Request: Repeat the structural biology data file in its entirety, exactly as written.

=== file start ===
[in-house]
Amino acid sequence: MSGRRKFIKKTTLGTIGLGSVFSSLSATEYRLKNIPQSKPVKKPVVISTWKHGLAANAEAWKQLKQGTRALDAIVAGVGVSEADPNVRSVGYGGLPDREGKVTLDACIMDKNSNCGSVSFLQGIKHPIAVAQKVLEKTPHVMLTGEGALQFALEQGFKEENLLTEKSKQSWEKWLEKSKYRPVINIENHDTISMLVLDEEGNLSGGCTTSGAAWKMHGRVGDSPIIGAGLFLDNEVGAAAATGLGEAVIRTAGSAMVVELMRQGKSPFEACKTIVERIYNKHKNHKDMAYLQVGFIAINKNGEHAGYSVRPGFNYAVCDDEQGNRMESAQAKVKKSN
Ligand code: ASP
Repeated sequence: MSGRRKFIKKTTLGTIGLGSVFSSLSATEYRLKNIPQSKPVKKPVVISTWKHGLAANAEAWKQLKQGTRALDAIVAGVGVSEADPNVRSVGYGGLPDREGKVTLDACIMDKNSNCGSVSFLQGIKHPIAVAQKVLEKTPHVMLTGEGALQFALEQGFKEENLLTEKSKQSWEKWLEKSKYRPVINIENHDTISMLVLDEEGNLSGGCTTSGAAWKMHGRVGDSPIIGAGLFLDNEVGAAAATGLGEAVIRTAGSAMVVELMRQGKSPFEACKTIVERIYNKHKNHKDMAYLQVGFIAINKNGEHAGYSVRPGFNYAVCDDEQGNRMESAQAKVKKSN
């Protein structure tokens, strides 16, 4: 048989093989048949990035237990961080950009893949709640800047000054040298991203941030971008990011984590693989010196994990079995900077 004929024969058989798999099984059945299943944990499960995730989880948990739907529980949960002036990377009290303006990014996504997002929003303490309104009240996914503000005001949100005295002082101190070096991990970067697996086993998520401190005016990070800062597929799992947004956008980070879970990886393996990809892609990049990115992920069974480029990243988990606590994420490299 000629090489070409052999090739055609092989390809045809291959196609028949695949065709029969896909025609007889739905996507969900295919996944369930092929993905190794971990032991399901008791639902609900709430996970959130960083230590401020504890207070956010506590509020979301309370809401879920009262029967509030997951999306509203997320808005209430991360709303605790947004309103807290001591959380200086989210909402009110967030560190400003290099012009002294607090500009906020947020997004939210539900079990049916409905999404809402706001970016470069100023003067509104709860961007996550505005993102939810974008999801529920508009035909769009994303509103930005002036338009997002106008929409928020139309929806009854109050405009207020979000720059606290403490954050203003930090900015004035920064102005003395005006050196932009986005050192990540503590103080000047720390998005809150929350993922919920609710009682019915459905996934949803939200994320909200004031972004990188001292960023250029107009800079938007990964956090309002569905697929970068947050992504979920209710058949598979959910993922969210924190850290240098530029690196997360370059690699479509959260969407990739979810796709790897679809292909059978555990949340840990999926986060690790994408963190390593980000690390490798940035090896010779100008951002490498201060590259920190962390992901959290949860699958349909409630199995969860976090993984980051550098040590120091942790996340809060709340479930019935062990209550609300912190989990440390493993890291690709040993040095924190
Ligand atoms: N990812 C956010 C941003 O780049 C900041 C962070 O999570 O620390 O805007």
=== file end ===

[in-house]
Amino acid sequence: MSGRRKFIKKTTLGTIGLGSVFSSLSATEYRLKNIPQSKPVKKPVVISTWKHGLAANAEAWKQLKQGTRALDAIVAGVGVSEADPNVRSVGYGGLPDREGKVTLDACIMDKNSNCGSVSFLQGIKHPIAVAQKVLEKTPHVMLTGEGALQFALEQGFKEENLLTEKSKQSWEKWLEKSKYRPVINIENHDTISMLVLDEEGNLSGGCTTSGAAWKMHGRVGDSPIIGAGLFLDNEVGAAAATGLGEAVIRTAGSAMVVELMRQGKSPFEACKTIVERIYNKHKNHKDMAYLQVGFIAINKNGEHAGYSVRPGFNYAVCDDEQGNRMESAQAKVKKSN
Ligand code: ASP
Repeated sequence: MSGRRKFIKKTTLGTIGLGSVFSSLSATEYRLKNIPQSKPVKKPVVISTWKHGLAANAEAWKQLKQGTRALDAIVAGVGVSEADPNVRSVGYGGLPDREGKVTLDACIMDKNSNCGSVSFLQGIKHPIAVAQKVLEKTPHVMLTGEGALQFALEQGFKEENLLTEKSKQSWEKWLEKSKYRPVINIENHDTISMLVLDEEGNLSGGCTTSGAAWKMHGRVGDSPIIGAGLFLDNEVGAAAATGLGEAVIRTAGSAMVVELMRQGKSPFEACKTIVERIYNKHKNHKDMAYLQVGFIAINKNGEHAGYSVRPGFNYAVCDDEQGNRMESAQAKVKKSN
């Protein structure tokens, strides 16, 4: 048989093989048949990035237990961080950009893949709640800047000054040298991203941030971008990011984590693989010196994990079995900077 004929024969058989798999099984059945299943944990499960995730989880948990739907529980949960002036990377009290303006990014996504997002929003303490309104009240996914503000005001949100005295002082101190070096991990970067697996086993998520401190005016990070800062597929799992947004956008980070879970990886393996990809892609990049990115992920069974480029990243988990606590994420490299 000629090489070409052999090739055609092989390809045809291959196609028949695949065709029969896909025609007889739905996507969900295919996944369930092929993905190794971990032991399901008791639902609900709430996970959130960083230590401020504890207070956010506590509020979301309370809401879920009262029967509030997951999306509203997320808005209430991360709303605790947004309103807290001591959380200086989210909402009110967030560190400003290099012009002294607090500009906020947020997004939210539900079990049916409905999404809402706001970016470069100023003067509104709860961007996550505005993102939810974008999801529920508009035909769009994303509103930005002036338009997002106008929409928020139309929806009854109050405009207020979000720059606290403490954050203003930090900015004035920064102005003395005006050196932009986005050192990540503590103080000047720390998005809150929350993922919920609710009682019915459905996934949803939200994320909200004031972004990188001292960023250029107009800079938007990964956090309002569905697929970068947050992504979920209710058949598979959910993922969210924190850290240098530029690196997360370059690699479509959260969407990739979810796709790897679809292909059978555990949340840990999926986060690790994408963190390593980000690390490798940035090896010779100008951002490498201060590259920190962390992901959290949860699958349909409630199995969860976090993984980051550098040590120091942790996340809060709340479930019935062990209550609300912190989990440390493993890291690709040993040095924190
Ligand atoms: N990812 C956010 C941003 O780049 C900041 C962070 O999570 O620390 O805007």